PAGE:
Doppelganger (2003) Movie Review

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Kiyoshi Kurosawa has built an impressive reputation as one of the best Japanese genre directors of recent years. His films, such as “Kairo” and “Cure”, tend to deal with the supernatural, or more accurately, the unexplainable, though with a focus on its psychological effects on the characters. His works display an intelligence and maturity often lacking in similar films, dealing with the complex themes of human individuality and the nature of our relationship with what we believe to be reality.

“Doppelganger” marks in some ways a departure for Kurosawa, being a more commercial and initially at least, accessible film. This is not to suggest that there is any kind of dilution of his technique or the cerebral motifs of his previous efforts, as “Doppelganger” is a fascinating film that offers the viewer far more than its deceptively simple premise suggests.

The plot follows Hayasaki (Koji Yakusho, who has been in several of the director’s earlier films), a meek scientist working on a mechanical chair designed for disabled people. Hayasaki is a quiet man who spends most of his life not getting what he wants, or having the courage to speak out. Suddenly, his existence is turned upside down by the appearance of his doppelganger, a man physically identical to him, though psychologically quite the opposite. This new arrival is confident, aggressive, and seemingly unbound by social conventions, and sets about claiming everything that Hayasaki wants but has been too afraid to stand up for. As the two gradually learn to co-exist, the doppelganger’s interference in Hayasaki’s life begins to have serious and far-reaching consequences.

At first glance, this seems like a fairly conventional plot, with similarities to a number of vacuous Hollywood efforts such as “The Sixth Day”. However, “Doppelganger” is thankfully far more complex, and spends most of its time exploring the relationship between the two seemingly identical men. No explanation is ever given for the appearance of Hayasaki’s double; in this world, we are simply told to accept that doppelgangers exist. This is quite effective, giving the film a surreal air, and nicely side steps the need for any drawn out or ridiculous justification of the film’s central events.

Also interesting is the fact that the doppelganger is not simply an evil reflection of Hayasaki, nor a straightforward tool for releasing his desires. As the film progresses, their relationship is used to raise fascinating questions on the nature of individuality, and the way human beings define themselves.

Although the film is initially played out as a thriller, it gradually becomes more abstract and more concerned with the characters themselves, as opposed to the events that drive the narrative. This may cause some viewers to loose interest, though that is not to suggest the film is either obtuse or boring. There is a fair amount of violence, including a few scenes of bludgeoning, and although none of it is particularly gruesome, this does give the film an effective hard edge.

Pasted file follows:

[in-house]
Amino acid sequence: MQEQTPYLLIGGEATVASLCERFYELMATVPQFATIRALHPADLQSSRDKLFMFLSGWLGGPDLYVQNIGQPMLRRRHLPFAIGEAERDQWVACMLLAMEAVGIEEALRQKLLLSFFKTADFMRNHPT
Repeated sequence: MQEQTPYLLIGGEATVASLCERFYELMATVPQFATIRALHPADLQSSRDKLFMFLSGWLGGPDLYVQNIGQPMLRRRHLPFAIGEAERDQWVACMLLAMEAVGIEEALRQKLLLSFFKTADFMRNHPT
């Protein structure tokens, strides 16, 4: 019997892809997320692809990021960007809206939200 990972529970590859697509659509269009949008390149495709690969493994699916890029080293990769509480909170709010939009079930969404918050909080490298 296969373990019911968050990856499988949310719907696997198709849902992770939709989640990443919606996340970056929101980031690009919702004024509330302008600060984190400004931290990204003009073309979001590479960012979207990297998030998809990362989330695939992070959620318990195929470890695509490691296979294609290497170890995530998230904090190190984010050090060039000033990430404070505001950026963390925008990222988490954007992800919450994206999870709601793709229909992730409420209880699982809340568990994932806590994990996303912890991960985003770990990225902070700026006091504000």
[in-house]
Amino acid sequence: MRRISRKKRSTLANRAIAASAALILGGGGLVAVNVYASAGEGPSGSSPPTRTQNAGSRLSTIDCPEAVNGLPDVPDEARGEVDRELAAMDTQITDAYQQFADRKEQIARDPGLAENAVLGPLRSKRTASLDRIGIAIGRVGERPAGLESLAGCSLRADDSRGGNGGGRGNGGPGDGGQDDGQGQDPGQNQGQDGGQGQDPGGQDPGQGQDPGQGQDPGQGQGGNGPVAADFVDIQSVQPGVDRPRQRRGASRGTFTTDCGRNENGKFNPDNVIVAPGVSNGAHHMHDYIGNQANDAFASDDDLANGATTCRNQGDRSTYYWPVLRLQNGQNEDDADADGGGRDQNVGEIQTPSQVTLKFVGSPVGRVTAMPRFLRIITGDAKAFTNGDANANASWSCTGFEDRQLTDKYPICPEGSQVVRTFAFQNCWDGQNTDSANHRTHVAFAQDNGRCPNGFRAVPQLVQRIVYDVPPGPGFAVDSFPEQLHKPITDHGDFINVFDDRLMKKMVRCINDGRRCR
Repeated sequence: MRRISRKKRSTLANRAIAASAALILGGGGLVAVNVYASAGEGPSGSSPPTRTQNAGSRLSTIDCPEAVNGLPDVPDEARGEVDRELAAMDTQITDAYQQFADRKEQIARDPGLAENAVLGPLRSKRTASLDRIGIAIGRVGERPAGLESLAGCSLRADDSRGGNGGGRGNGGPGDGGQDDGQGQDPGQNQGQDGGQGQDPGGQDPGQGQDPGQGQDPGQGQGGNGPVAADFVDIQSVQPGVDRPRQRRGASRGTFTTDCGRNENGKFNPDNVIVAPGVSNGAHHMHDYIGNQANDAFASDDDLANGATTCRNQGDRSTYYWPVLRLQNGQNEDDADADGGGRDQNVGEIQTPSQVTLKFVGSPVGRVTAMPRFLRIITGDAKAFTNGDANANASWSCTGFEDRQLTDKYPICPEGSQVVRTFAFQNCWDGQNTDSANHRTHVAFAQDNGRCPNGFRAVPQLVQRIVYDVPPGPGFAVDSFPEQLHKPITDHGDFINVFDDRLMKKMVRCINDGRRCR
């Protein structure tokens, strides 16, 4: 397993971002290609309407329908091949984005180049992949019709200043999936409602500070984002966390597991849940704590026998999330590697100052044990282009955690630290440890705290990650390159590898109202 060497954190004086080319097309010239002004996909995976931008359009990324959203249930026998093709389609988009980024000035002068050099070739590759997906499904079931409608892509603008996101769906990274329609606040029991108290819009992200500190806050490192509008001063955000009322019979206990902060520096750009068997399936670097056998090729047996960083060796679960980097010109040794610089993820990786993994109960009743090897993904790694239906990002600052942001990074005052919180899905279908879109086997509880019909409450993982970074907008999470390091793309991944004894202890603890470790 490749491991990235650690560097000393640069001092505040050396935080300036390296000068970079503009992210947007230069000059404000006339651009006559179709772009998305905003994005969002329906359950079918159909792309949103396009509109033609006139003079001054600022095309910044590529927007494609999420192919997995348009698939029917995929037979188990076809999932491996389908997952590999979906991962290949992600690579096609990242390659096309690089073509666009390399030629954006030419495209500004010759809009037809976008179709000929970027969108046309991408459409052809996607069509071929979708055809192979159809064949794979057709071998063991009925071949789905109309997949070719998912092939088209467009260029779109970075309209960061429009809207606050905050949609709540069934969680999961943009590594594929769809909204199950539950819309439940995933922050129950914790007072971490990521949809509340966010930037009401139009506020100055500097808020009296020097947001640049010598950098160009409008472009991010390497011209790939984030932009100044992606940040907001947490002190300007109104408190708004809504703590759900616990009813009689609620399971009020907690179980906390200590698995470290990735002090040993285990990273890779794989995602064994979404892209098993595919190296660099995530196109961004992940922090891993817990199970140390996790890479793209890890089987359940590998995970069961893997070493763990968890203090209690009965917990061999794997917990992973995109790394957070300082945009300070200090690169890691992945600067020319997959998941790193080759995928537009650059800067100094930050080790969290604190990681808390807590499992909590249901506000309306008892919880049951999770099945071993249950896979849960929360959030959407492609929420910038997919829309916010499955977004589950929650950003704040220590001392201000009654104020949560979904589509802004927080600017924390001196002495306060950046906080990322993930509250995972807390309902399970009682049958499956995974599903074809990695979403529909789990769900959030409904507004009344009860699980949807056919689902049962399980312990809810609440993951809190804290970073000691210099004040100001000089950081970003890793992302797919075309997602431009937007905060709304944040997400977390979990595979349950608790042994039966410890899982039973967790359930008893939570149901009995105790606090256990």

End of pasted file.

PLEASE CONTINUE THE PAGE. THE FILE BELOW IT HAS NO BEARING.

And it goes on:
Kurosawa’s direction is excellent, his measured style perfectly suiting the thoughtful story. He is a director who takes his time, and who excels at generating an off-kilter, unsettling atmosphere. He similarly pays a great amount of attention to the shot composition, and although “Doppelganger” is perhaps not as visually strong as “Kairo”, it is certainly a film with an impressive and distinctive look. The film is quite slow, though never boring, and it is refreshing to watch something that is confident enough to entertain and interest without resorting to cheap visceral tactics.

Obviously “Doppelganger” would be a waste of time if the acting was not of a very high standard, and thankfully Koji Yakusho is excellent in the dual lead roles. He is wholly convincing as both characters, and manages to fully engage the viewers’ sympathy. The supporting cast are all similarly effective, and like Yakusho, many of them will be recognizable to those who have seen Kurosawa’s other films.

Overall, “Doppelganger” is highly recommended, and is yet another excellent film from one of Japan’s most accomplished directors. It takes a relatively simple story and transforms it into an effective, fascinating meditation on human individuality; a lofty aim, the likes of which precious few films even dare to attempt.

Kiyoshi Kurosawa (director) / Kiyoshi Kurosawa, Ken Furusawa (screenplay)
CAST: Koji Yakusho …. Michio Hayasaki
Hiromi Nagasaku …. Nagai Yuka
Yusuke Santamaria …. Kimishima
Masahiro Toda …. Aoki
Hitomi Sato …. Takano


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Author: James Mudge

James is a Scottish writer based in London. He is one of BeyondHollywood.com’s oldest tenured movie reviewer, specializing in all forms of cinema from the Asian continent, as well as the angst-strewn world of independent cinema and the plasma-filled caverns of the horror genre. James can be reached at jamesmudge (at) btinternet.com, preferably with offers of free drinks.